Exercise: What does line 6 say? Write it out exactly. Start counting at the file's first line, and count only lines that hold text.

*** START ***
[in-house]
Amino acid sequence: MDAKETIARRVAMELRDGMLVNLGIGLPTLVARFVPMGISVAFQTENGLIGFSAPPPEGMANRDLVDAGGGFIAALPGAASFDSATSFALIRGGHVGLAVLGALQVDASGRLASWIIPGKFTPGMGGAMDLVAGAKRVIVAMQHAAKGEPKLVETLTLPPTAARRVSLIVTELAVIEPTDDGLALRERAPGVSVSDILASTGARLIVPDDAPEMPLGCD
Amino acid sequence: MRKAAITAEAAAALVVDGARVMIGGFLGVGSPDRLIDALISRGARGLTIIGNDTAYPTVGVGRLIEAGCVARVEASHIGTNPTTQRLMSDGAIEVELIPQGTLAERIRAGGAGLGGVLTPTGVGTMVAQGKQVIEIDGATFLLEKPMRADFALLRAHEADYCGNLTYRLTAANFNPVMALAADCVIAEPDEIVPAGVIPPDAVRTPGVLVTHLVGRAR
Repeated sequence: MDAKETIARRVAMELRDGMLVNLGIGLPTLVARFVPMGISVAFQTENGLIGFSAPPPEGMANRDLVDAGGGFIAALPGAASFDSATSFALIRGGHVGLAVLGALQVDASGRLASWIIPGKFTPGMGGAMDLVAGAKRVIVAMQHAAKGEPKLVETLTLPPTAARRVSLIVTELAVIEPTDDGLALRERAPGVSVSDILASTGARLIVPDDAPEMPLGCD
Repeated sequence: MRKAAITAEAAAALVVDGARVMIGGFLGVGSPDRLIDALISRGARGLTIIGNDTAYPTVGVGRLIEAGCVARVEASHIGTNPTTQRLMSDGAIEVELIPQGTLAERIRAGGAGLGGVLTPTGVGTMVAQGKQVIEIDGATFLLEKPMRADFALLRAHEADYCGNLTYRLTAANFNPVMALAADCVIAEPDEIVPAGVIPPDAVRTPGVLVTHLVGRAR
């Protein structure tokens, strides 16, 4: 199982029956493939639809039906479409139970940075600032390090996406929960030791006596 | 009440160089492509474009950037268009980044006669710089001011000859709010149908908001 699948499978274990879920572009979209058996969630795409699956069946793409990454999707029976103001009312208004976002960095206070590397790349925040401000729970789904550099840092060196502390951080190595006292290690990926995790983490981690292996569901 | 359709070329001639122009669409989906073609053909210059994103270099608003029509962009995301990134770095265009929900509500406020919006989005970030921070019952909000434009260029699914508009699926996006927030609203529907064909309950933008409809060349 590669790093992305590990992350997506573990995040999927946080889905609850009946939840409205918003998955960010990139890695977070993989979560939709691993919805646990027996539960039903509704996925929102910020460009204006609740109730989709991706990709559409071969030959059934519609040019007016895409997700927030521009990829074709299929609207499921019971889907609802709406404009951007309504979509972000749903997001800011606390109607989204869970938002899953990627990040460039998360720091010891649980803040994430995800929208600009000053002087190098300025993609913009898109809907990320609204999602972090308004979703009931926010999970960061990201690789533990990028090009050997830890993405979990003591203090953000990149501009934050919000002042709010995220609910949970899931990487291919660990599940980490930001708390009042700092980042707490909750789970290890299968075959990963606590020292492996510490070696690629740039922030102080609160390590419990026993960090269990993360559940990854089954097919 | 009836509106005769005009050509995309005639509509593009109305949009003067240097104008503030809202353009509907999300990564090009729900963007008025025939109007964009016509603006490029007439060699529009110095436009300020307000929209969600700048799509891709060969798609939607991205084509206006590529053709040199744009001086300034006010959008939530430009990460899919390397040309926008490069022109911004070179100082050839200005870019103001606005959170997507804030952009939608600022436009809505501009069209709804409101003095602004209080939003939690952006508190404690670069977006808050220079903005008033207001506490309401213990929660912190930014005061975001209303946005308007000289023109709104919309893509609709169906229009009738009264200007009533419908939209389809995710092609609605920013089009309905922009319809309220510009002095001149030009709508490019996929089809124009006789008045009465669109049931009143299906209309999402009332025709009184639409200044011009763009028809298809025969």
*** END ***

């Protein structure tokens, strides 16, 4: 199982029956493939639809039906479409139970940075600032390090996406929960030791006596 | 009440160089492509474009950037268009980044006669710089001011000859709010149908908001 699948499978274990879920572009979209058996969630795409699956069946793409990454999707029976103001009312208004976002960095206070590397790349925040401000729970789904550099840092060196502390951080190595006292290690990926995790983490981690292996569901 | 359709070329001639122009669409989906073609053909210059994103270099608003029509962009995301990134770095265009929900509500406020919006989005970030921070019952909000434009260029699914508009699926996006927030609203529907064909309950933008409809060349 590669790093992305590990992350997506573990995040999927946080889905609850009946939840409205918003998955960010990139890695977070993989979560939709691993919805646990027996539960039903509704996925929102910020460009204006609740109730989709991706990709559409071969030959059934519609040019007016895409997700927030521009990829074709299929609207499921019971889907609802709406404009951007309504979509972000749903997001800011606390109607989204869970938002899953990627990040460039998360720091010891649980803040994430995800929208600009000053002087190098300025993609913009898109809907990320609204999602972090308004979703009931926010999970960061990201690789533990990028090009050997830890993405979990003591203090953000990149501009934050919000002042709010995220609910949970899931990487291919660990599940980490930001708390009042700092980042707490909750789970290890299968075959990963606590020292492996510490070696690629740039922030102080609160390590419990026993960090269990993360559940990854089954097919 | 009836509106005769005009050509995309005639509509593009109305949009003067240097104008503030809202353009509907999300990564090009729900963007008025025939109007964009016509603006490029007439060699529009110095436009300020307000929209969600700048799509891709060969798609939607991205084509206006590529053709040199744009001086300034006010959008939530430009990460899919390397040309926008490069022109911004070179100082050839200005870019103001606005959170997507804030952009939608600022436009809505501009069209709804409101003095602004209080939003939690952006508190404690670069977006808050220079903005008033207001506490309401213990929660912190930014005061975001209303946005308007000289023109709104919309893509609709169906229009009738009264200007009533419908939209389809995710092609609605920013089009309905922009319809309220510009002095001149030009709508490019996929089809124009006789008045009465669109049931009143299906209309999402009332025709009184639409200044011009763009028809298809025969």